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PacSun’s Shares Take a 10% Dive

Times Staff Writer

Shares of Pacific Sunwear of California Inc. fell to a three-year low Friday, a day after the surf and skate apparel retailer filed a glum second-quarter earnings report and lowered expectations for the third quarter.

Contributing to the downturn was a report from A.G. Edwards & Sons analyst Robert Buchanan, who downgraded his rating on the Anaheim company to a “sell” from a “hold.”

PacSun shares fell 10%, or $1.53, to $13.62. It was the weakest finish for the retailer since May 19, 2003, when its shares closed at $13.23.

Buchanan said PacSun, which operates about 1,130 PacSun and d.e.m.o. stores, is in “the early innings of a shakeout in the teen space” that’s tied partly to a pullback in spending on teenagers.

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Burdened by financial demands linked to a slumping housing market, rising interest rates and higher minimum monthly credit card payments, many parents are being forced to “hunker down with regard to their level of spending, even with regard to their beloved teen offspring,” Buchanan said.

He also cited PacSun’s “repeated fashion misses” and said the retailer had taken too long to get key styles onto the selling floor.

JPMorgan analyst Brian Tunick said in a report that PacSun’s cash position was precariously low. The company’s cash and cash equivalents dwindled to $11.8 million at the end of the second quarter, from $92.2 million in the same period last year.

PacSun executives could not be reached for comment.

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Shares of other teen retailers also fell Friday, including Zumiez Inc., which dropped $1.27 to $24.71, and Abercrombie & Fitch Inc., which closed at $55.47, down 40 cents.

PacSun is at “a critical point in its maturity,” having expanded from its West Coast roots to more than 800 sites nationwide, said analyst Jeffrey Klinefelter of Piper Jaffray & Co. in a report Friday.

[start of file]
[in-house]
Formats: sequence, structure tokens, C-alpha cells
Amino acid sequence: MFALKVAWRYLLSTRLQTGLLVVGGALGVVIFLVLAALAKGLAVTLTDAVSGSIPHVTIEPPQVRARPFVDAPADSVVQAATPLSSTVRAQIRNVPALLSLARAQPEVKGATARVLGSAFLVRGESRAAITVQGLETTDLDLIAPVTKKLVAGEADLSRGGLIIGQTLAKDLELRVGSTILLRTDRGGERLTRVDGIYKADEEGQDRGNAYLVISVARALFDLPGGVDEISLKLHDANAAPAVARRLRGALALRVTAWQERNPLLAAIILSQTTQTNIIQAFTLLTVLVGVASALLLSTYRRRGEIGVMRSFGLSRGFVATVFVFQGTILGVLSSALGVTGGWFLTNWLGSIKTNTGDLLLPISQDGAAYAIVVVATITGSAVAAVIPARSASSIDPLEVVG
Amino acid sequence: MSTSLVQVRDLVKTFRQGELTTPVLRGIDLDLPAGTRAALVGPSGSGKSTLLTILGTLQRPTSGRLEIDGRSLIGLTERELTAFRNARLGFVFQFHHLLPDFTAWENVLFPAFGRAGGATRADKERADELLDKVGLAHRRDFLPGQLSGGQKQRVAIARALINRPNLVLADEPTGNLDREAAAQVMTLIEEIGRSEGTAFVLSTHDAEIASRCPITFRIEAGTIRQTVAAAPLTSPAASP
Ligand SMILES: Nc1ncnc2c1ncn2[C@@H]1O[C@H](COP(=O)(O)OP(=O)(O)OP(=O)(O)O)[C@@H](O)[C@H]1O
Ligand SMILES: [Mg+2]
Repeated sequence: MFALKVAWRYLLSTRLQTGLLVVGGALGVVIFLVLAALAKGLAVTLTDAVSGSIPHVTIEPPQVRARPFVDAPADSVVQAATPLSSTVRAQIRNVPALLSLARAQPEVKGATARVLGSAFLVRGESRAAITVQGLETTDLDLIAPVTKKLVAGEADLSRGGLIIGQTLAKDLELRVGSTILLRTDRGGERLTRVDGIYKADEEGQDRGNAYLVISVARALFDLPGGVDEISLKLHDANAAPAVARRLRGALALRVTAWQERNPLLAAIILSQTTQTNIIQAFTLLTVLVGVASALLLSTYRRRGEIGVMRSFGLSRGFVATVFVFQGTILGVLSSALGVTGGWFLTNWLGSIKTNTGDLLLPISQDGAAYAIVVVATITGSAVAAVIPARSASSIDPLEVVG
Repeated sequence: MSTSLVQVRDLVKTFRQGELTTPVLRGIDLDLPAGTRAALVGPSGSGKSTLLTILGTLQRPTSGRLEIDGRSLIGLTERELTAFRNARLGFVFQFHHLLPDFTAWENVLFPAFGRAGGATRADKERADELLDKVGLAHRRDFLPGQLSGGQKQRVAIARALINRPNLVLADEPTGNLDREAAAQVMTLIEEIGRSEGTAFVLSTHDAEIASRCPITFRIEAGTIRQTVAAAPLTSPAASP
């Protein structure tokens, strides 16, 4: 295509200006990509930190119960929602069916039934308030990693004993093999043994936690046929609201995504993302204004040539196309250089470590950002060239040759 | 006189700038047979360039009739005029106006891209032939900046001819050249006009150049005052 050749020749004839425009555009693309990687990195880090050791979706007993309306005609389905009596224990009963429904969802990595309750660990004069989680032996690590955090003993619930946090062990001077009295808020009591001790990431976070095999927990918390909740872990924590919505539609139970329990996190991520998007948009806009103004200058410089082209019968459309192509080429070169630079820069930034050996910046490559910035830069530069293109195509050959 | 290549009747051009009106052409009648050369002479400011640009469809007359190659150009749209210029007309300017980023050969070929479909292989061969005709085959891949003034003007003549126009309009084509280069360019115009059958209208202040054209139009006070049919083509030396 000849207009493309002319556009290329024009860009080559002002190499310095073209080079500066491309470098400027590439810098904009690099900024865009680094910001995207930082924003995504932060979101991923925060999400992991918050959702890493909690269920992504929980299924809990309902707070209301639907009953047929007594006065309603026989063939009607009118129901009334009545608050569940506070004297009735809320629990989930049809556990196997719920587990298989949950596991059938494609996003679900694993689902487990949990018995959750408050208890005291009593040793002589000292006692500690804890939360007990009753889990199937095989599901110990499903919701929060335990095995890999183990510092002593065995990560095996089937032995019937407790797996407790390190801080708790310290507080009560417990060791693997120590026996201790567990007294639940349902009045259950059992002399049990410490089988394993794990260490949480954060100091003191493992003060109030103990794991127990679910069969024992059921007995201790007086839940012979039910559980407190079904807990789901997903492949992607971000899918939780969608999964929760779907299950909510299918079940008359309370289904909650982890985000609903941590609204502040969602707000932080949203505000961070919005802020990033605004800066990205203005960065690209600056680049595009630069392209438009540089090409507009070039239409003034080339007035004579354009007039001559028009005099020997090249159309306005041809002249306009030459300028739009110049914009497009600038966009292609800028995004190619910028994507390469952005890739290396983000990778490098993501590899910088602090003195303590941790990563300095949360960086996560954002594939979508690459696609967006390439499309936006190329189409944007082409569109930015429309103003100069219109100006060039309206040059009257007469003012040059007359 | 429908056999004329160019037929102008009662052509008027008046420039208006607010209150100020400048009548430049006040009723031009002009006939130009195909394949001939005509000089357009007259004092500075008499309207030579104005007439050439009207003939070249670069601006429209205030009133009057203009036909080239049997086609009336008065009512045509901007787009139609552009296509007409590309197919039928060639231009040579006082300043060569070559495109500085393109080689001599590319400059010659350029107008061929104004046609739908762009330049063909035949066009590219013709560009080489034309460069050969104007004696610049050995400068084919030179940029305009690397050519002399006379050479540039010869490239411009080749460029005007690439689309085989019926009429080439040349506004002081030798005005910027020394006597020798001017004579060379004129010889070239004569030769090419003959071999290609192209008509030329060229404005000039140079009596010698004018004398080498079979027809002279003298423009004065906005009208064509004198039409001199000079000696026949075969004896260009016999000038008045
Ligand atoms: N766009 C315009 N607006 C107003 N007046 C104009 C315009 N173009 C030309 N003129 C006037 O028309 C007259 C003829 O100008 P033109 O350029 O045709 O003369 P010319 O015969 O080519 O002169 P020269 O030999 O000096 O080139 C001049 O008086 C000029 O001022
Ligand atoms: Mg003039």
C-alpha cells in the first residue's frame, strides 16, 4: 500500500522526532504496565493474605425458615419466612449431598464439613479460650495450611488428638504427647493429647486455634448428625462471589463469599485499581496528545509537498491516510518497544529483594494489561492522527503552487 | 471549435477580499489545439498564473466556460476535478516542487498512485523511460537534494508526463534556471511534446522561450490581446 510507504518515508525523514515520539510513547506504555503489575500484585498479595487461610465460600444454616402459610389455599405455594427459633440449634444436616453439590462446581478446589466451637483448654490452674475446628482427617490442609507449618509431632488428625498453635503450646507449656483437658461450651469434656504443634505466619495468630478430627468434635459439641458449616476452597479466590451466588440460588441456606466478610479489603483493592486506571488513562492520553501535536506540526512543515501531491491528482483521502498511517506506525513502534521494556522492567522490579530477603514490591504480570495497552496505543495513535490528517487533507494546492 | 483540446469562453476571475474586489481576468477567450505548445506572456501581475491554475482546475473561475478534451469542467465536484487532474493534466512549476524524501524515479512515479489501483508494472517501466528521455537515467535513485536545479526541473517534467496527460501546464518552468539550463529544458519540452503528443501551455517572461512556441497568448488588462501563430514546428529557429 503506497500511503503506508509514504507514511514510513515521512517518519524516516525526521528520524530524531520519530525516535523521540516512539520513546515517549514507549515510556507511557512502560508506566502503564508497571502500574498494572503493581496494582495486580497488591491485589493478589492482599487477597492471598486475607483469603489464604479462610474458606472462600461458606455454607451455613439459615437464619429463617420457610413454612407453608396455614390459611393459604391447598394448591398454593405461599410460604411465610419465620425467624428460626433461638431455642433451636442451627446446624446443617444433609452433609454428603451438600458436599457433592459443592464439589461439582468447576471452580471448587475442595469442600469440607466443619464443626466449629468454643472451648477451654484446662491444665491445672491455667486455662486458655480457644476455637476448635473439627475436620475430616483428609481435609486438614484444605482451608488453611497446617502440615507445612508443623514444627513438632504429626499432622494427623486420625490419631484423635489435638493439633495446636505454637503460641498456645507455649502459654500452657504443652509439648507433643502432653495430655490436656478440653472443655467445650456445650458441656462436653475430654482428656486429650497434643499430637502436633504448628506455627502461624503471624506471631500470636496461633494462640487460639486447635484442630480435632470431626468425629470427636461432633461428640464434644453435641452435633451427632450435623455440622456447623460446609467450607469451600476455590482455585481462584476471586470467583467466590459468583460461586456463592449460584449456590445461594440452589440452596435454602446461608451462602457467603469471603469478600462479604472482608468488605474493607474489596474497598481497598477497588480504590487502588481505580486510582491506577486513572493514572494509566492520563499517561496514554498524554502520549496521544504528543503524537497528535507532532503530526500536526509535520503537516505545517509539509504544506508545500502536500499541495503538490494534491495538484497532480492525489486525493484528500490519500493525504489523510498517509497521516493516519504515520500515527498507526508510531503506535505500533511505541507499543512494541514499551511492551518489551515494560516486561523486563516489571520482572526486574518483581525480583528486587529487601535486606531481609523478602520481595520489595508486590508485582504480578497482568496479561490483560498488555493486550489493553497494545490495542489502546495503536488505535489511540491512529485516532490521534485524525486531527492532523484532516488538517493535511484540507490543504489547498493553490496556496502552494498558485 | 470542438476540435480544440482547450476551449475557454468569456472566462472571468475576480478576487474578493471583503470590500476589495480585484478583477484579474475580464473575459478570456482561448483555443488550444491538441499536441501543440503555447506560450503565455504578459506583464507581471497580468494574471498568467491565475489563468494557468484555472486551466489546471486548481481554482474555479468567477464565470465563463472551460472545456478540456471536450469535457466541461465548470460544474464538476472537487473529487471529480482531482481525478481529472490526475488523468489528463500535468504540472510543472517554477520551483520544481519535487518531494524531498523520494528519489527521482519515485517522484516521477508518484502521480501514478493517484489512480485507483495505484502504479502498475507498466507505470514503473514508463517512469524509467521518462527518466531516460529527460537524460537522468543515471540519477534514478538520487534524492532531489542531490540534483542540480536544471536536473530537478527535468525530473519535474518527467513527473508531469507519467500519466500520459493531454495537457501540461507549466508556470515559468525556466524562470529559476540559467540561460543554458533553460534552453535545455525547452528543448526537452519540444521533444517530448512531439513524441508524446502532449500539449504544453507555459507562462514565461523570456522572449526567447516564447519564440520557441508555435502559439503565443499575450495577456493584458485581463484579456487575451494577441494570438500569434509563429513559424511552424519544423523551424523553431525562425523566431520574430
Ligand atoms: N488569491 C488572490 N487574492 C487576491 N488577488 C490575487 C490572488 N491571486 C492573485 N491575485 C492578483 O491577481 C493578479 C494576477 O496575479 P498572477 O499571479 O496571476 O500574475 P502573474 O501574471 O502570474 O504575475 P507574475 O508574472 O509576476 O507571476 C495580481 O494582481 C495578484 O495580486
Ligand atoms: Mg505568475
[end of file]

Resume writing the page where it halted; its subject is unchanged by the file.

Given its scale and product mix, the chain competes with more mainstream retailers such as Aeropostale Inc. and Abercrombie & Fitch, Klinefelter said, as well as with “core board-sport” retailers, such as Zumiez, which sells many of the same surf and skate apparel brands.

PacSun’s shares probably will remain under pressure until investors get a better read on back-to-school sales and other matters, he said. Klinefelter has a “market perform” rating on the stock.

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PacSun said Thursday that second-quarter profit fell 54% to $9.7 million, or 14 cents a share, compared with $21.1 million, or 28 cents, a year earlier. Sales rose 1.5% to $313.7 million. Sales at stores open a year or more fell 5.5%.

The company said it expected third-quarter earnings to be 22 cents to 30 cents, well below the 49 cents that Wall Street had estimated.

PacSun Chief Executive Seth Johnson told analysts Thursday that it was very difficult to predict when business would start to improve.

Johnson said he believed that the company was taking the right steps to “build and reposition the business.”

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He also said PacSun was not planning to shift its business away from surf and skate apparel brands.


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